If you thought that engaging potential members for your professional or trade association simply meant sending out a newsletter, get ready for a rude awakening. In the ever-competitive world of member recruitment and retention, the latest trend is the experience. An experience can be defined as engagement that connects, as opposed to simple engagement such as a newsletter or website visit. Even content marketing, which is an invaluable piece of the marketing landscape in the digital age, is no match for creating an experience. The experience differs in that you are actively engaging a member or potential member, but you are also connecting with them on a level that exists much deeper than the casual contact.
Notable Experiences in Today’s World of Business
There are many examples of companies creating experiences for customers these days, and many are done through experiential technologies. These technologies allow customers to interact with the brand, even if in a remote way. For example, Coca-Cola has introduced a number of different vending machines that require an action from a customer in order to receive a free soft drink. Two recent examples include requiring a consumer to hug someone in order to receive a drink, while another required a consumer to dance in order to receive a free drink. McDonald’s also recently used its “Pay With Love” campaign to entice consumers by providing free food to customers who carried out an act of love or kindness.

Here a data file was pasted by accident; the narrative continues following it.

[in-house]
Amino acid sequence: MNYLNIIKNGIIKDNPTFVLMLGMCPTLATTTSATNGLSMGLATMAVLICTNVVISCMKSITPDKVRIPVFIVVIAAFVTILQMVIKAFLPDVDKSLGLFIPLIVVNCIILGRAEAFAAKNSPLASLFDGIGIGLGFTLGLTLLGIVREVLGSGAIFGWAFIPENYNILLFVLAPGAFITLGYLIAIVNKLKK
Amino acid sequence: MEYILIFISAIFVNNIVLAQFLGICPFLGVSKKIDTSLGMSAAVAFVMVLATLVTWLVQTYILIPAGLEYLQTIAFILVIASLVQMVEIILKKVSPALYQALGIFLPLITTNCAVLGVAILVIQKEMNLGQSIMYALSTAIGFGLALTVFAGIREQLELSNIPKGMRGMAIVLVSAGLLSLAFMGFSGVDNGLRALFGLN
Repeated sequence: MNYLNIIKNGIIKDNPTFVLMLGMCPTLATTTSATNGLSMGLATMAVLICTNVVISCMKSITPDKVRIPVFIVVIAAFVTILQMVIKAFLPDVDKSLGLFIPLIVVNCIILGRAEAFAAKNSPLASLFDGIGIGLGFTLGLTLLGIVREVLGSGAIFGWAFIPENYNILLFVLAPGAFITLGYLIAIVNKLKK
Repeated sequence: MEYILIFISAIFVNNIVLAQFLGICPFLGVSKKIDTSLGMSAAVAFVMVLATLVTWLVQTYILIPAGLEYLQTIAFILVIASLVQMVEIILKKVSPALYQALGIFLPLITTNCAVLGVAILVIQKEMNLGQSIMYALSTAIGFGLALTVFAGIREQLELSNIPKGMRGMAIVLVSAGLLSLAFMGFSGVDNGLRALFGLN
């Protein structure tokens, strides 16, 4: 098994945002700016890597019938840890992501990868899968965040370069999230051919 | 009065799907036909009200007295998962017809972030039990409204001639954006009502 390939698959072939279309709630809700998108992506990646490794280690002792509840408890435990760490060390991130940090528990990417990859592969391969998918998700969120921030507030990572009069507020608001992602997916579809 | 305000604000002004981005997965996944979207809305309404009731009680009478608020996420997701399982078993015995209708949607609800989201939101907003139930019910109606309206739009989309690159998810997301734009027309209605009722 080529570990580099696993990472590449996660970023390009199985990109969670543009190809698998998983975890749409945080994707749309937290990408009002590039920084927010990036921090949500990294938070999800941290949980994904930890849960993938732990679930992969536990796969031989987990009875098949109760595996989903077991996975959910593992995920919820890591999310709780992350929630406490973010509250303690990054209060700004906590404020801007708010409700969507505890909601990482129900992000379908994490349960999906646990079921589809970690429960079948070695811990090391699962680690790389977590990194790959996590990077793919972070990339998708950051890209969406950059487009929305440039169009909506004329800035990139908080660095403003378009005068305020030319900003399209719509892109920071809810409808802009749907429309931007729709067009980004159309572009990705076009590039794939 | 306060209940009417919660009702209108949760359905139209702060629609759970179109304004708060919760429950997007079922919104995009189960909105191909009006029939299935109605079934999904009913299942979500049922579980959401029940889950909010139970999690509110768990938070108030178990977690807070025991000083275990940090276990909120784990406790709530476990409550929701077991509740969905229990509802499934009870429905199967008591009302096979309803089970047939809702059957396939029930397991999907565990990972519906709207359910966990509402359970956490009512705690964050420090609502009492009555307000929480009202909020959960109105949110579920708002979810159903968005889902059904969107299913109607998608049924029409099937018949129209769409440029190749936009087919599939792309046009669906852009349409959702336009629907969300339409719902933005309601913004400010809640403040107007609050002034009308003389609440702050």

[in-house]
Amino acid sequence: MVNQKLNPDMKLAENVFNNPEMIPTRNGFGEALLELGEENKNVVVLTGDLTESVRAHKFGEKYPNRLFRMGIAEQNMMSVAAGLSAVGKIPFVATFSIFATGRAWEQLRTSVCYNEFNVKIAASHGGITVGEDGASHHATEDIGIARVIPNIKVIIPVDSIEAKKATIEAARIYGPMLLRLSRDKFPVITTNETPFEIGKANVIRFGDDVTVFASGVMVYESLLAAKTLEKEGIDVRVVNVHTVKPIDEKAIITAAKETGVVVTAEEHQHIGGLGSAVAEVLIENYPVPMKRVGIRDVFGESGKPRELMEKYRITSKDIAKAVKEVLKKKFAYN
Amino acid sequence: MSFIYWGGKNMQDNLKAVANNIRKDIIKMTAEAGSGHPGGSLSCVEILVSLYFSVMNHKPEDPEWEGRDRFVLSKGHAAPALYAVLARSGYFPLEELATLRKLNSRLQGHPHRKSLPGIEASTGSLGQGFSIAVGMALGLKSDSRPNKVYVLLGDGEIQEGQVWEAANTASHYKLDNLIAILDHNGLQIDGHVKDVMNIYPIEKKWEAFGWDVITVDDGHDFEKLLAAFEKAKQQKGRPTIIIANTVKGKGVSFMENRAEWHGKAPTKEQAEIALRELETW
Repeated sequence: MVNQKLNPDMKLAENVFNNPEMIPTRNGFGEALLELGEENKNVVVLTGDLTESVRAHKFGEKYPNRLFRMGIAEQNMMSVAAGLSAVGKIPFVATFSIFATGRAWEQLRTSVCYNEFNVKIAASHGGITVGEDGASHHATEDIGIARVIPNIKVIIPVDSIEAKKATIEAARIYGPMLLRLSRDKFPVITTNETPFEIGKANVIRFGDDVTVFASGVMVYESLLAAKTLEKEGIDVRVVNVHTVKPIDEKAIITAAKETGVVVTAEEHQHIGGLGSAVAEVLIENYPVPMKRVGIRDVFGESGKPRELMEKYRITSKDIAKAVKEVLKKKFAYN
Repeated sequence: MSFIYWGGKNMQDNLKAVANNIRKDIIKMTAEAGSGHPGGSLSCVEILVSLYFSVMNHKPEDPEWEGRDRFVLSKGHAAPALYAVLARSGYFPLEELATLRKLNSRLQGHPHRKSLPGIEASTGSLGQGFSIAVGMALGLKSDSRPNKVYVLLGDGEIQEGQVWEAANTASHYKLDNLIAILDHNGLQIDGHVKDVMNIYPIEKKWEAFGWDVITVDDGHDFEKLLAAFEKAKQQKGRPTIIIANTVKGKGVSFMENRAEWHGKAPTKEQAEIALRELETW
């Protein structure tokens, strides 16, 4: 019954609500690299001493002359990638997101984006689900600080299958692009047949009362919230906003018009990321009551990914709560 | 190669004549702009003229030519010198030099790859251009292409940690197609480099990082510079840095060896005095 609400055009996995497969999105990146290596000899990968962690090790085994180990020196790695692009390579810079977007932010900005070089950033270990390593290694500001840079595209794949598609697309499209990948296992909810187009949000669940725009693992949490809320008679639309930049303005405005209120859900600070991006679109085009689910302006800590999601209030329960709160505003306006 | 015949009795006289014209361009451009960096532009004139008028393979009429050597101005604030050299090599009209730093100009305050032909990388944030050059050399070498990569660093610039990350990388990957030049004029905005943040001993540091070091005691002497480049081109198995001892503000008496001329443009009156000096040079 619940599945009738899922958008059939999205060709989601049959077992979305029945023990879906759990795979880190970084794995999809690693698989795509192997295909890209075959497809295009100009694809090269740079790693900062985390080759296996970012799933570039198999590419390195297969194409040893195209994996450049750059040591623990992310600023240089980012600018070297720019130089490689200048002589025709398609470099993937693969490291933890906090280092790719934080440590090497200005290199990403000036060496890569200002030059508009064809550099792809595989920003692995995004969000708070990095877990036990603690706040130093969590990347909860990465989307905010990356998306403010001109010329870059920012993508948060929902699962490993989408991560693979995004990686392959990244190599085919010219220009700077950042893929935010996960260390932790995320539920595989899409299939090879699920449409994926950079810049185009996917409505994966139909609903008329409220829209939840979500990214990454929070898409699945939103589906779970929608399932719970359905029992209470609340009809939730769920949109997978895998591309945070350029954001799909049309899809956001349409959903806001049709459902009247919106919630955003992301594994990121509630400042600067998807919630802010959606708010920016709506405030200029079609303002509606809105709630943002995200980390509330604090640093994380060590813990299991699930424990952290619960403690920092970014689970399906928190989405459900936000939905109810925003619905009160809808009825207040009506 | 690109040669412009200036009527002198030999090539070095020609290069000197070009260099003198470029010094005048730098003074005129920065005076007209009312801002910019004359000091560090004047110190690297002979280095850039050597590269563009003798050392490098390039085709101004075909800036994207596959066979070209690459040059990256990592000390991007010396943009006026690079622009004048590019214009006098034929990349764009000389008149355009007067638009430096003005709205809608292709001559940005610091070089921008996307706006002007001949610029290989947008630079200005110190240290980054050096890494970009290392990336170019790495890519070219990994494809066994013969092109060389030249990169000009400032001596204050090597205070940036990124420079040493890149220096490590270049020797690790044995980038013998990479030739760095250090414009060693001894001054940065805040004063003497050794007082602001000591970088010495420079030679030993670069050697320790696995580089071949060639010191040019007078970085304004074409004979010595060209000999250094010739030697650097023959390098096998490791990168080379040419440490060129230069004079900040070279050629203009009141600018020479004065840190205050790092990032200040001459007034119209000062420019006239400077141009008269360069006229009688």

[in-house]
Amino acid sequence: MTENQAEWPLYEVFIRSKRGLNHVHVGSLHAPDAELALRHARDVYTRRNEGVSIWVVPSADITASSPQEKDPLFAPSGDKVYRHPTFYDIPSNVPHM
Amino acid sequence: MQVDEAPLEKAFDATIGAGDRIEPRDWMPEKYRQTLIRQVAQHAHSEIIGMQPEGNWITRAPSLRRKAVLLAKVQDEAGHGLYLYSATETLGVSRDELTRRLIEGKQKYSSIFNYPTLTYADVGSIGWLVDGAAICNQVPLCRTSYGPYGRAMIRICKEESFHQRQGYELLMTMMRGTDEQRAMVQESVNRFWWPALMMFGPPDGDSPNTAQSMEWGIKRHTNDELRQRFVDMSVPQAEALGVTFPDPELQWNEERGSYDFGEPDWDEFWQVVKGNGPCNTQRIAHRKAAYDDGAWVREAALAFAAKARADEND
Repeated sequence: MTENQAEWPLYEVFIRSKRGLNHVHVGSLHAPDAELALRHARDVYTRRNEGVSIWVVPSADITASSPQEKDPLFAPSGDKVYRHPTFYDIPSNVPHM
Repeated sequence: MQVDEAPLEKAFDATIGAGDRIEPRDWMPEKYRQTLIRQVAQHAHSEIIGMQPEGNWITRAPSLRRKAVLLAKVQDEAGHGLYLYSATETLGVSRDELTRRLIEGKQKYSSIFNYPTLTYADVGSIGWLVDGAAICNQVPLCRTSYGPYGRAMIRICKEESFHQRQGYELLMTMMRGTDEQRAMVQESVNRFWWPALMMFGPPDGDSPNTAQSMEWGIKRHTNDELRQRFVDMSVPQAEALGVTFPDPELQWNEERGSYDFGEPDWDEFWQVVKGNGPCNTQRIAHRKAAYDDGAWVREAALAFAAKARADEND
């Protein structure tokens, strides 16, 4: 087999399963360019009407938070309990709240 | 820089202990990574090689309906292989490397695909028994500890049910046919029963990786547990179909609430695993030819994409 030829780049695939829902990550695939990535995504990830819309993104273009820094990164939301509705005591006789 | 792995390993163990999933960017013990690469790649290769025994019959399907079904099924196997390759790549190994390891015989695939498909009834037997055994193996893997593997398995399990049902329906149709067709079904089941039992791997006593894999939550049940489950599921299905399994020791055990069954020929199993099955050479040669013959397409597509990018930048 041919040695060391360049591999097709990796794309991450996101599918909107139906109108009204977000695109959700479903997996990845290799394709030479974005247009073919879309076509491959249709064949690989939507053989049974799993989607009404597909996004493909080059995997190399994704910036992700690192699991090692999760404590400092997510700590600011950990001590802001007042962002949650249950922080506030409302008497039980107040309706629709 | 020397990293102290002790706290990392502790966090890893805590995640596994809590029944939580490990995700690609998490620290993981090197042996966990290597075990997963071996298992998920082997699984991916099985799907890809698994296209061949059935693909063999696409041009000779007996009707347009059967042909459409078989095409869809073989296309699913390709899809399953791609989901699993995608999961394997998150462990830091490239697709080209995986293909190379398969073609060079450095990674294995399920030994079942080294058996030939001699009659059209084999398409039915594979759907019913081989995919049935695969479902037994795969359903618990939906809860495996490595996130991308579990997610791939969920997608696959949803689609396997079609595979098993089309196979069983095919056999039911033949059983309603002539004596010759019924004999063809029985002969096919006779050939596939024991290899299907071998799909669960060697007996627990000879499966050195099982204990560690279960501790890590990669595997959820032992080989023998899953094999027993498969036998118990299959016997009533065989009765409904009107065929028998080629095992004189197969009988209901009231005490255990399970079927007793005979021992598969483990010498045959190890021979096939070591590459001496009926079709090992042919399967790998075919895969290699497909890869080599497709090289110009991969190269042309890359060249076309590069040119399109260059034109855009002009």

Why Experiences Matter
In the above examples these companies were giving away a product. However, what they lost in revenue, they gained in consumer experiences, and these experiences can go a long way. Consider this: When you see a billboard for a product or service, will that entice you to do business more than if the company actually interacted with you on a human level? This is why experiences matter. They create an actual moment with a consumer, a moment that does not get relegated to the clutter of the mind that is full of television commercials, Internet ads, radio spots, and so on. In a nutshell, an experience carries much more weight than traditional marketing.
How to Create an Experience
In order to create an experience for potential members or current members of your trade or professional association or organization, simply think about what your group has to offer and then find a way to connect. You could do something as simple as offering a question-and-answer session with one of the authors of a publication your group supports, or you could set up a booth in which attendees to a conference are able to superimpose their faces onto the cover of a publication. They could then receive a high-quality printout of the picture. In the end, you want to make people remember your organization or association by creating a meaningful connection that will be not only remembered, but talked about for many years to come.